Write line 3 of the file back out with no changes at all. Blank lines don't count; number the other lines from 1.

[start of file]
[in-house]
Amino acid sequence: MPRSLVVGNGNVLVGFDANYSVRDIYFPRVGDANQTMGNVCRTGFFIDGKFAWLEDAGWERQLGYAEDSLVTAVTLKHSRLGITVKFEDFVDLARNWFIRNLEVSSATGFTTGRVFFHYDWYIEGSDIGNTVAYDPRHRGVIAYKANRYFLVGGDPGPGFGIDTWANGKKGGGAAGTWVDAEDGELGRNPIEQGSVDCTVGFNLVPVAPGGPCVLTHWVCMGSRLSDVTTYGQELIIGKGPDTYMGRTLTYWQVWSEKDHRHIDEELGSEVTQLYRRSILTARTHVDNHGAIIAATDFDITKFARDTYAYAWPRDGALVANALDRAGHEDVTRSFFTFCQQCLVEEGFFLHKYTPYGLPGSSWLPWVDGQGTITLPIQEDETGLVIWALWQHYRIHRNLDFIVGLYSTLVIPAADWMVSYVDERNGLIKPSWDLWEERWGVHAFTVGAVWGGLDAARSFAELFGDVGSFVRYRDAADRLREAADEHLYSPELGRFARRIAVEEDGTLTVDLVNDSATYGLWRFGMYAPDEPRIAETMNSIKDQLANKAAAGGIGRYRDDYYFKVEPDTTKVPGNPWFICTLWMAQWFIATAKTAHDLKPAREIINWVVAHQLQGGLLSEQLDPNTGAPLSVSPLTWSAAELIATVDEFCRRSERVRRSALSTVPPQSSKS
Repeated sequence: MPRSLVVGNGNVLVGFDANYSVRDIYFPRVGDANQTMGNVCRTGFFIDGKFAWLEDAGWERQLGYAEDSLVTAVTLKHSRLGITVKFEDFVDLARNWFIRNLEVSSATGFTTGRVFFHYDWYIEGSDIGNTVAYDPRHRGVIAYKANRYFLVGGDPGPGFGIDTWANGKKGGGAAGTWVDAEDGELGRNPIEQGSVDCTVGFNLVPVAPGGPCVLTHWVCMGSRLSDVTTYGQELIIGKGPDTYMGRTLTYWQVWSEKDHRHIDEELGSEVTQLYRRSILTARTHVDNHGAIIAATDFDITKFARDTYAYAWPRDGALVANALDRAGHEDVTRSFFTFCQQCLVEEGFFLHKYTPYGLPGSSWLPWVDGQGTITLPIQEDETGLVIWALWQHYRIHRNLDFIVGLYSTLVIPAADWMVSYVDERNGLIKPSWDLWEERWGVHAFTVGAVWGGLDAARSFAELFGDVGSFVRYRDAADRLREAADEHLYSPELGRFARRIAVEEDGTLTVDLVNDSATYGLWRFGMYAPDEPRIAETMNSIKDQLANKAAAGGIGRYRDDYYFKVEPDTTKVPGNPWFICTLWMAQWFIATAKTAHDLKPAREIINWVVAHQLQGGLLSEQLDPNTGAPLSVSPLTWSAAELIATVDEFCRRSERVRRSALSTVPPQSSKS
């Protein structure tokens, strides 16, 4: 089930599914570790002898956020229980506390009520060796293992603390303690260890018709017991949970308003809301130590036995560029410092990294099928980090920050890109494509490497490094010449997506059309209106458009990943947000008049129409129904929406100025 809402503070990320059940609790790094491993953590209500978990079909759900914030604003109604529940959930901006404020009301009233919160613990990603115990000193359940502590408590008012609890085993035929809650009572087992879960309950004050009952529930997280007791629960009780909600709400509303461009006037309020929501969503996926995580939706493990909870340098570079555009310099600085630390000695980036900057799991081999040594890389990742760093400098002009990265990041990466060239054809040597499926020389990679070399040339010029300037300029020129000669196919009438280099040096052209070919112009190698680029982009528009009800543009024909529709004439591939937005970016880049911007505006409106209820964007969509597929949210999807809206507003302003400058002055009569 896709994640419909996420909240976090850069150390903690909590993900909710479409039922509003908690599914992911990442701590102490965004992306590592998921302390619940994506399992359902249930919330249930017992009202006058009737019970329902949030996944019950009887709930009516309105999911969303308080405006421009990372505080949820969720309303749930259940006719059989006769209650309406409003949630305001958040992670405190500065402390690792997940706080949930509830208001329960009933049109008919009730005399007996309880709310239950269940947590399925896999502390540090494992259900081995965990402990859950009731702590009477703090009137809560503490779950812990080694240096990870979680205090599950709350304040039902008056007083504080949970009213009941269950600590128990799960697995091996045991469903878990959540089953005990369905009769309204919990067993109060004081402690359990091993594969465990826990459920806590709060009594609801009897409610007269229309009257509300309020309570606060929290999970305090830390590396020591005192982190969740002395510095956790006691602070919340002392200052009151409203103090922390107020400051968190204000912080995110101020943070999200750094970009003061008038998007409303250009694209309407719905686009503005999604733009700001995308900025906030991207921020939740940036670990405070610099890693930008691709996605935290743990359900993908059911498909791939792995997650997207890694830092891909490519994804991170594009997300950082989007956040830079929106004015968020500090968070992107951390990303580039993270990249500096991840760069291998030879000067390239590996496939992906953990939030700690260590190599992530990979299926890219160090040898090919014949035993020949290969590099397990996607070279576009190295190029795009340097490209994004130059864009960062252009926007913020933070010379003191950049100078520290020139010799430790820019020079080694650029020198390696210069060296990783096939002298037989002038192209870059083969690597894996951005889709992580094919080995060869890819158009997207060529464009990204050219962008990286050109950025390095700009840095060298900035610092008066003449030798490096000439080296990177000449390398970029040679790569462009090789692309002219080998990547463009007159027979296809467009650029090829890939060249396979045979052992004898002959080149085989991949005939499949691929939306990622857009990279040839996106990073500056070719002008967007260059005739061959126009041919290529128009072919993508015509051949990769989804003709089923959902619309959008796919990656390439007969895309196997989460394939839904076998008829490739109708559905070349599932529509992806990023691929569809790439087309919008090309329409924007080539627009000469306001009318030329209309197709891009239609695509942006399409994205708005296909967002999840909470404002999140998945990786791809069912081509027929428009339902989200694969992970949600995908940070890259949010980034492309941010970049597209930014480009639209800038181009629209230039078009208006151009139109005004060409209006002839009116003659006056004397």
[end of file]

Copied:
Repeated sequence: MPRSLVVGNGNVLVGFDANYSVRDIYFPRVGDANQTMGNVCRTGFFIDGKFAWLEDAGWERQLGYAEDSLVTAVTLKHSRLGITVKFEDFVDLARNWFIRNLEVSSATGFTTGRVFFHYDWYIEGSDIGNTVAYDPRHRGVIAYKANRYFLVGGDPGPGFGIDTWANGKKGGGAAGTWVDAEDGELGRNPIEQGSVDCTVGFNLVPVAPGGPCVLTHWVCMGSRLSDVTTYGQELIIGKGPDTYMGRTLTYWQVWSEKDHRHIDEELGSEVTQLYRRSILTARTHVDNHGAIIAATDFDITKFARDTYAYAWPRDGALVANALDRAGHEDVTRSFFTFCQQCLVEEGFFLHKYTPYGLPGSSWLPWVDGQGTITLPIQEDETGLVIWALWQHYRIHRNLDFIVGLYSTLVIPAADWMVSYVDERNGLIKPSWDLWEERWGVHAFTVGAVWGGLDAARSFAELFGDVGSFVRYRDAADRLREAADEHLYSPELGRFARRIAVEEDGTLTVDLVNDSATYGLWRFGMYAPDEPRIAETMNSIKDQLANKAAAGGIGRYRDDYYFKVEPDTTKVPGNPWFICTLWMAQWFIATAKTAHDLKPAREIINWVVAHQLQGGLLSEQLDPNTGAPLSVSPLTWSAAELIATVDEFCRRSERVRRSALSTVPPQSSKS